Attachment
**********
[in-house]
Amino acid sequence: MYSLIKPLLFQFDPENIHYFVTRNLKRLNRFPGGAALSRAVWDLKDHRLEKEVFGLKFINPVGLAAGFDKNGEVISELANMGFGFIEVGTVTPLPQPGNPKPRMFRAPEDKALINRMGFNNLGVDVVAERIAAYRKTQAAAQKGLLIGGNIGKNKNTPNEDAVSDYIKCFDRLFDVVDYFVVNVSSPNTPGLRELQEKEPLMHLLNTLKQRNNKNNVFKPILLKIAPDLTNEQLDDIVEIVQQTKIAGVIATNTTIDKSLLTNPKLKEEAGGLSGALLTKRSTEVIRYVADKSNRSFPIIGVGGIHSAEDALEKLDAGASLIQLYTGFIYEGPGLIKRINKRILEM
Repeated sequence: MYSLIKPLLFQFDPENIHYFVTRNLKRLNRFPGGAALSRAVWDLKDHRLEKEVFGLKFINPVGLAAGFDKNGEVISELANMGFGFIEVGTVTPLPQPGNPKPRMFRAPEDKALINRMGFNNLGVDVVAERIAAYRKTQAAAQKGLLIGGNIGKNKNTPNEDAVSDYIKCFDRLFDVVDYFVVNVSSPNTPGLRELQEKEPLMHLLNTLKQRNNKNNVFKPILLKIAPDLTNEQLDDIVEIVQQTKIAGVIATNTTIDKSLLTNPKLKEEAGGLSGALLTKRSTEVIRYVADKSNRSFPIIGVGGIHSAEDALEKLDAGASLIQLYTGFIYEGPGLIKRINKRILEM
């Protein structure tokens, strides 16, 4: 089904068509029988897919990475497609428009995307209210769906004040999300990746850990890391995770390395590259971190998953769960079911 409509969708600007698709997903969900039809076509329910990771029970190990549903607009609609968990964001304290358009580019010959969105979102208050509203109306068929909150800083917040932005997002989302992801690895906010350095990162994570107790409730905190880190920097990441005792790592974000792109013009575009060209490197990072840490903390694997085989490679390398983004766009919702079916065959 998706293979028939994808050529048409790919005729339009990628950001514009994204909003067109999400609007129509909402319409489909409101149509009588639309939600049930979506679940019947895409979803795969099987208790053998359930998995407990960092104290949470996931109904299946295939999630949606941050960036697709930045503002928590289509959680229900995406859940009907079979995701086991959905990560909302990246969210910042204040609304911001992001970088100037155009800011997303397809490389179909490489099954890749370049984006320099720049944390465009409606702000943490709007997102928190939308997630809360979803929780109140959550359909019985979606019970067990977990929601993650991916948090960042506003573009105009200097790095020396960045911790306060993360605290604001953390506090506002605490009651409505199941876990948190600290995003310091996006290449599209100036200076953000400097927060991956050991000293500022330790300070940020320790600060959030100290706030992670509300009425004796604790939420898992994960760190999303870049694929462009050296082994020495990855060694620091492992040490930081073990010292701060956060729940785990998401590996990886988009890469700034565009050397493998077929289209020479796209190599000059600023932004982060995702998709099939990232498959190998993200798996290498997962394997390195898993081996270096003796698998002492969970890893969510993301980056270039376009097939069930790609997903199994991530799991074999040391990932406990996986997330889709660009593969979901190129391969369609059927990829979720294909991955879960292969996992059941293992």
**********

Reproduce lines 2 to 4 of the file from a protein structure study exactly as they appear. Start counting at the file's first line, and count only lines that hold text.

Amino acid sequence: MYSLIKPLLFQFDPENIHYFVTRNLKRLNRFPGGAALSRAVWDLKDHRLEKEVFGLKFINPVGLAAGFDKNGEVISELANMGFGFIEVGTVTPLPQPGNPKPRMFRAPEDKALINRMGFNNLGVDVVAERIAAYRKTQAAAQKGLLIGGNIGKNKNTPNEDAVSDYIKCFDRLFDVVDYFVVNVSSPNTPGLRELQEKEPLMHLLNTLKQRNNKNNVFKPILLKIAPDLTNEQLDDIVEIVQQTKIAGVIATNTTIDKSLLTNPKLKEEAGGLSGALLTKRSTEVIRYVADKSNRSFPIIGVGGIHSAEDALEKLDAGASLIQLYTGFIYEGPGLIKRINKRILEM
Repeated sequence: MYSLIKPLLFQFDPENIHYFVTRNLKRLNRFPGGAALSRAVWDLKDHRLEKEVFGLKFINPVGLAAGFDKNGEVISELANMGFGFIEVGTVTPLPQPGNPKPRMFRAPEDKALINRMGFNNLGVDVVAERIAAYRKTQAAAQKGLLIGGNIGKNKNTPNEDAVSDYIKCFDRLFDVVDYFVVNVSSPNTPGLRELQEKEPLMHLLNTLKQRNNKNNVFKPILLKIAPDLTNEQLDDIVEIVQQTKIAGVIATNTTIDKSLLTNPKLKEEAGGLSGALLTKRSTEVIRYVADKSNRSFPIIGVGGIHSAEDALEKLDAGASLIQLYTGFIYEGPGLIKRINKRILEM
């Protein structure tokens, strides 16, 4: 089904068509029988897919990475497609428009995307209210769906004040999300990746850990890391995770390395590259971190998953769960079911 409509969708600007698709997903969900039809076509329910990771029970190990549903607009609609968990964001304290358009580019010959969105979102208050509203109306068929909150800083917040932005997002989302992801690895906010350095990162994570107790409730905190880190920097990441005792790592974000792109013009575009060209490197990072840490903390694997085989490679390398983004766009919702079916065959 998706293979028939994808050529048409790919005729339009990628950001514009994204909003067109999400609007129509909402319409489909409101149509009588639309939600049930979506679940019947895409979803795969099987208790053998359930998995407990960092104290949470996931109904299946295939999630949606941050960036697709930045503002928590289509959680229900995406859940009907079979995701086991959905990560909302990246969210910042204040609304911001992001970088100037155009800011997303397809490389179909490489099954890749370049984006320099720049944390465009409606702000943490709007997102928190939308997630809360979803929780109140959550359909019985979606019970067990977990929601993650991916948090960042506003573009105009200097790095020396960045911790306060993360605290604001953390506090506002605490009651409505199941876990948190600290995003310091996006290449599209100036200076953000400097927060991956050991000293500022330790300070940020320790600060959030100290706030992670509300009425004796604790939420898992994960760190999303870049694929462009050296082994020495990855060694620091492992040490930081073990010292701060956060729940785990998401590996990886988009890469700034565009050397493998077929289209020479796209190599000059600023932004982060995702998709099939990232498959190998993200798996290498997962394997390195898993081996270096003796698998002492969970890893969510993301980056270039376009097939069930790609997903199994991530799991074999040391990932406990996986997330889709660009593969979901190129391969369609059927990829979720294909991955879960292969996992059941293992």